Why Vision Is a Matter of Life and Death

I once came within about twenty yards of a magnificent humpback whale. My friend and I were walking along the seawall in Okinawa, Japan, and there she was—right off the shore, taking a break on her long journey from north Russia to south of the equator.

We stood silent, in awe, sharing a sort of spiritual moment.

“She’s beautiful . . .,” I said.

“Amazing . . .,” my friend responded.

“How kind of the Lord to let us glimpse this wondrous creature up so close!”

“Yeah. Wow. Wait—is that—do you think . . . ?”

“Huh. Yeah.”

“Yep. It’s rocks.”


The tide and morning light impaired our vision. Add to that my genuine need for glasses, and there’s no telling what else we misidentified that morning.

Clear vision matters. If we can’t see clearly, the results can be catastrophic: a car accident, a misstep down a tall flight of stairs, whale watching that’s really rock watching.

Whales are one thing. But what about more important things? Eternal things?

An inaccurate vision of God or an inaccurate vision of the gospel can cause us to misidentify the very source of our hope for this life and the next.

If we don’t get a true vision of God and the gospel, your Christian life and mine are a sham. It’s hell when we thought it heaven. Death when we expected life. Eternal damnation when we were sure of eternal salvation.

The stakes could not be higher. That’s why, when Paul heard that his beloved Galatians were being taught a false gospel—a blurry vision of God Almighty and his redemption through Jesus—he took pen to paper without delay.


Paul normally would’ve waited for a scribe, but this was too urgent, too critical, too life-dependent (Gal. 6:11). He was astonished that they were so quickly deserting the true God and the true gospel (Gal. 1:6).

Are you so foolish? he wondered, or bewitched even (Gal. 3:1)?

Paul had planted those churches ten years prior. He had even gone back to check on and strengthen them. So, when he heard false teachers were amongst his spiritual children—wolves in his own sheep pen—and that some of his children believed the lies, he was incensed.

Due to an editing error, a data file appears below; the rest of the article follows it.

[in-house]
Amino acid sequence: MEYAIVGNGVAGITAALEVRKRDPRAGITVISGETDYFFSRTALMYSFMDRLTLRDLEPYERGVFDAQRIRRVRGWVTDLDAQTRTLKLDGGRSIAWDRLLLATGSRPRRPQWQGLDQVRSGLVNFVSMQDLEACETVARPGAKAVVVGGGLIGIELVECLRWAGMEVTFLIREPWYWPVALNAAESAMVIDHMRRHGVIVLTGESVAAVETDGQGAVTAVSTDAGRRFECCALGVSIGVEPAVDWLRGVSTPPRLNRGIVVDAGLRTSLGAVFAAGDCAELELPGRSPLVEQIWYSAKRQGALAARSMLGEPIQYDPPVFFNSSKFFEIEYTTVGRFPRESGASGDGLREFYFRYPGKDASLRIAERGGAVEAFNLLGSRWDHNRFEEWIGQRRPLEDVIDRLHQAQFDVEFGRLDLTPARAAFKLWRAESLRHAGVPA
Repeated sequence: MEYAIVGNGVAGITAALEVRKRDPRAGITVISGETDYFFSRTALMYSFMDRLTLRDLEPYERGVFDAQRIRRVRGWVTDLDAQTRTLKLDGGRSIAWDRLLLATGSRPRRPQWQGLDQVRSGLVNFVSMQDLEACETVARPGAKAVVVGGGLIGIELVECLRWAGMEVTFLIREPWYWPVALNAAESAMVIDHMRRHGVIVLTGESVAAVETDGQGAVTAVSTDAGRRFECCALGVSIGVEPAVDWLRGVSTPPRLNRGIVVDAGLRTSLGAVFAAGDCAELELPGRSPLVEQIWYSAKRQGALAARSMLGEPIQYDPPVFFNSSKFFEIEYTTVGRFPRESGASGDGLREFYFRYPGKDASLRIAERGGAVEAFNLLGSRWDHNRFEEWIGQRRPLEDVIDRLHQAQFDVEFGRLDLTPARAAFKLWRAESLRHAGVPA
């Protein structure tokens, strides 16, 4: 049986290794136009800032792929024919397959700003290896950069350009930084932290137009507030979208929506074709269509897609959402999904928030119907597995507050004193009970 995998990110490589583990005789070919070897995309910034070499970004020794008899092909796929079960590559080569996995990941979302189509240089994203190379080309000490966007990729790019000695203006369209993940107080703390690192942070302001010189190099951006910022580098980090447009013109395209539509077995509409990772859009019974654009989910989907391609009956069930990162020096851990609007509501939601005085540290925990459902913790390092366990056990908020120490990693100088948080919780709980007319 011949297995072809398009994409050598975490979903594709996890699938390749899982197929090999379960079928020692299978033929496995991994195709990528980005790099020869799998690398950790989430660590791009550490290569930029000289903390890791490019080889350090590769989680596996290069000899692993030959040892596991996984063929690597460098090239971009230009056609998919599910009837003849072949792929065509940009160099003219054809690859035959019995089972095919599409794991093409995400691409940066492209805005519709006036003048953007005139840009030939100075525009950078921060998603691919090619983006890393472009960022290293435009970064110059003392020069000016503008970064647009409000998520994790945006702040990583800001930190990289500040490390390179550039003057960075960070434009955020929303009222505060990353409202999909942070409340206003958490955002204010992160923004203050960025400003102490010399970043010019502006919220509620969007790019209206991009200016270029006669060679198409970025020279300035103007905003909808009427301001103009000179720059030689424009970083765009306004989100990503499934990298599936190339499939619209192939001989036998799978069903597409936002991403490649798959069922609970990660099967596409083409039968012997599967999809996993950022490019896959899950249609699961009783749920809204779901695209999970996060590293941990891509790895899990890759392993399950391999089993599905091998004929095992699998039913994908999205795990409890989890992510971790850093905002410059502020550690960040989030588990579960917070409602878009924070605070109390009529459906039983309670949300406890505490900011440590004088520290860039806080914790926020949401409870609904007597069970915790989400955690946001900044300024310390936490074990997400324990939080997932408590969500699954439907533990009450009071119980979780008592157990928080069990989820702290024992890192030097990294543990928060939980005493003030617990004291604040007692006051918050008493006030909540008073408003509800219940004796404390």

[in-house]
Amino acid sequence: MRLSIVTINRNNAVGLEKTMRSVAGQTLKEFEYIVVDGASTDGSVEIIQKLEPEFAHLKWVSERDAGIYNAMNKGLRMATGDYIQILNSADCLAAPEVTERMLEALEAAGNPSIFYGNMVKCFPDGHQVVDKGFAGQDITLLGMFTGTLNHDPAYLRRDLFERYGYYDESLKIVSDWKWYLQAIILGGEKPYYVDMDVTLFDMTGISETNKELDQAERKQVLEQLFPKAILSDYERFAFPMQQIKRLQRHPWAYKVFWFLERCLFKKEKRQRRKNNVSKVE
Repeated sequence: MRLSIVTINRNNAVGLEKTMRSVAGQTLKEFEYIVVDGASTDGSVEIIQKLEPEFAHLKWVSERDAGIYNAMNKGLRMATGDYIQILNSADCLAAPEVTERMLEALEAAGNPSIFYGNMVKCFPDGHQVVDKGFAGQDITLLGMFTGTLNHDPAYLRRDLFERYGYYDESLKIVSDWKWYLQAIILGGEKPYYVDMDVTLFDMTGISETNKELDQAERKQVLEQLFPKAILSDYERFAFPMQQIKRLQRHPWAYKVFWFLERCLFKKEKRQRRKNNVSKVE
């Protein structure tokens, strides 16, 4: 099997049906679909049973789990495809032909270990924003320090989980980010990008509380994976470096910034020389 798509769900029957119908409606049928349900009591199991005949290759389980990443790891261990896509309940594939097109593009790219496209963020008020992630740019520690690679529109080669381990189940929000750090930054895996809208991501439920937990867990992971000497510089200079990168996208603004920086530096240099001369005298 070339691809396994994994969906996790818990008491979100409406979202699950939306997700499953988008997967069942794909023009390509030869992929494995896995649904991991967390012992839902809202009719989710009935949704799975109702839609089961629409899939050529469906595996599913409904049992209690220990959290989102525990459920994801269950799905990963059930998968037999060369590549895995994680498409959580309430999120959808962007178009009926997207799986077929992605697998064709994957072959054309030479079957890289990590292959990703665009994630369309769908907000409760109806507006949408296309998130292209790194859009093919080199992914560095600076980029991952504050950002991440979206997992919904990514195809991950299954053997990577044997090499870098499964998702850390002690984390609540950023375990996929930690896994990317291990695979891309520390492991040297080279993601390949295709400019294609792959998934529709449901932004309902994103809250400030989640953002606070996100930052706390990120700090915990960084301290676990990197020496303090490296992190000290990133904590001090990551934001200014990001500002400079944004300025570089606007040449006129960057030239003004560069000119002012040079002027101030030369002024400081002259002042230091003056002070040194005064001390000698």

Once so pious and religious in Judaism that he "persecuted the church of God violently and tried to destroy it” (Gal. 1:13), Paul knew better than anyone that to err from the truth was to err from life, from salvation, from God and the gospel.

Jesus himself had revealed the truth to Paul. Ironically, he was struck blind so he could see clearly (Acts 9).


After the scales fell from Paul’s eyes, he boldly preached Christ alone, by grace alone, through faith alone. And in his letter to Galatia, he reminds them (and us) of this clear truth: It was the Father’s will that Jesus would give himself for our sins, to deliver us from the present evil age (Gal. 1:4). It was the Father’s plan and the Son willingly and mercifully carried it out.

Each and every step, every detail in our salvation story, was written and accomplished by God alone. To add anything to the salvation story is to write a different story altogether. Any addition, no matter how seemingly small or insignificant, makes it no gospel at all (Gal. 1:7).

Paul says to let anyone who blurs the gospel be accursed (Gal. 1:8,9). Even if it’s an angel from heaven, or Paul himself, or anyone else—he who blurs the gospel shall be cursed.

We are daily tempted to blur the gospel story by injecting ourselves into it, because transactions make sense to you and me. We want to do something. Earn something. We want some personal control over the whole thing.

But inserting ourselves into the story distorts the view and replaces what’s true with a counterfeit, and then it’s worth nothing. It delivers death, rather than life. The gospel plus anything is nothing. It’s a big pile of dead rocks when you thought you had a wondrous living whale.


Vision matters. We must continually commit ourselves to a clear view, a vision that matches reality.

What’s real and true and clear is that we have a good and kind God who is solely responsible for the rescue mission that is our salvation.

May we continuously remove ourselves from that view, consistently keep ourselves out, and so keep a clear vision of God and the gospel.

It’s Christ alone, by grace alone, through faith alone.

Editor’s note: This is part of a series on Galatians from staff writer Jen Oshman.

Jen Oshman is a wife and mom to four daughters and has served as a missionary for nearly two decades on three continents. She currently resides in Colorado where she and her husband serve with Pioneers International, and she encourages her church-planting husband at Redemption Parker. Her passion is leading women to a deeper faith and fostering a biblical worldview. She writes at www.jenoshman.com.